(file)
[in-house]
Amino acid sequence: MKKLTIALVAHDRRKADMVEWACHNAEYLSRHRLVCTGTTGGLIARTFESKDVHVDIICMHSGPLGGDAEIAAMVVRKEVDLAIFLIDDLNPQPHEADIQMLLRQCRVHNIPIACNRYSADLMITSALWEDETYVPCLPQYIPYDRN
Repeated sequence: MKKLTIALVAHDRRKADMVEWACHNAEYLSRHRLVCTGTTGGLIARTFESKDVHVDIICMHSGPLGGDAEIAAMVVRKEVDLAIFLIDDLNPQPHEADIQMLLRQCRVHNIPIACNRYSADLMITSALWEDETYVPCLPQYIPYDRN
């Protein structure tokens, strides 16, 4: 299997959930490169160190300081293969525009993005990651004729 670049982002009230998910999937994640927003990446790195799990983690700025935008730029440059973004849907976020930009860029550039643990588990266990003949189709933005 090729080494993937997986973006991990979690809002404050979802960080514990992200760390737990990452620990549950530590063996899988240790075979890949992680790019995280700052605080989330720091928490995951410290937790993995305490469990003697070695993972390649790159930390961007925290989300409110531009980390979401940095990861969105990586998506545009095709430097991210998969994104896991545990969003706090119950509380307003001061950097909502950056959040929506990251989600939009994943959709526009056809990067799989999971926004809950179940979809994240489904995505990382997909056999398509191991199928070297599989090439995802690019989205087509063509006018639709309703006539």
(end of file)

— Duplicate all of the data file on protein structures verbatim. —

[in-house]
Amino acid sequence: MKKLTIALVAHDRRKADMVEWACHNAEYLSRHRLVCTGTTGGLIARTFESKDVHVDIICMHSGPLGGDAEIAAMVVRKEVDLAIFLIDDLNPQPHEADIQMLLRQCRVHNIPIACNRYSADLMITSALWEDETYVPCLPQYIPYDRN
Repeated sequence: MKKLTIALVAHDRRKADMVEWACHNAEYLSRHRLVCTGTTGGLIARTFESKDVHVDIICMHSGPLGGDAEIAAMVVRKEVDLAIFLIDDLNPQPHEADIQMLLRQCRVHNIPIACNRYSADLMITSALWEDETYVPCLPQYIPYDRN
């Protein structure tokens, strides 16, 4: 299997959930490169160190300081293969525009993005990651004729 670049982002009230998910999937994640927003990446790195799990983690700025935008730029440059973004849907976020930009860029550039643990588990266990003949189709933005 090729080494993937997986973006991990979690809002404050979802960080514990992200760390737990990452620990549950530590063996899988240790075979890949992680790019995280700052605080989330720091928490995951410290937790993995305490469990003697070695993972390649790159930390961007925290989300409110531009980390979401940095990861969105990586998506545009095709430097991210998969994104896991545990969003706090119950509380307003001061950097909502950056959040929506990251989600939009994943959709526009056809990067799989999971926004809950179940979809994240489904995505990382997909056999398509191991199928070297599989090439995802690019989205087509063509006018639709309703006539």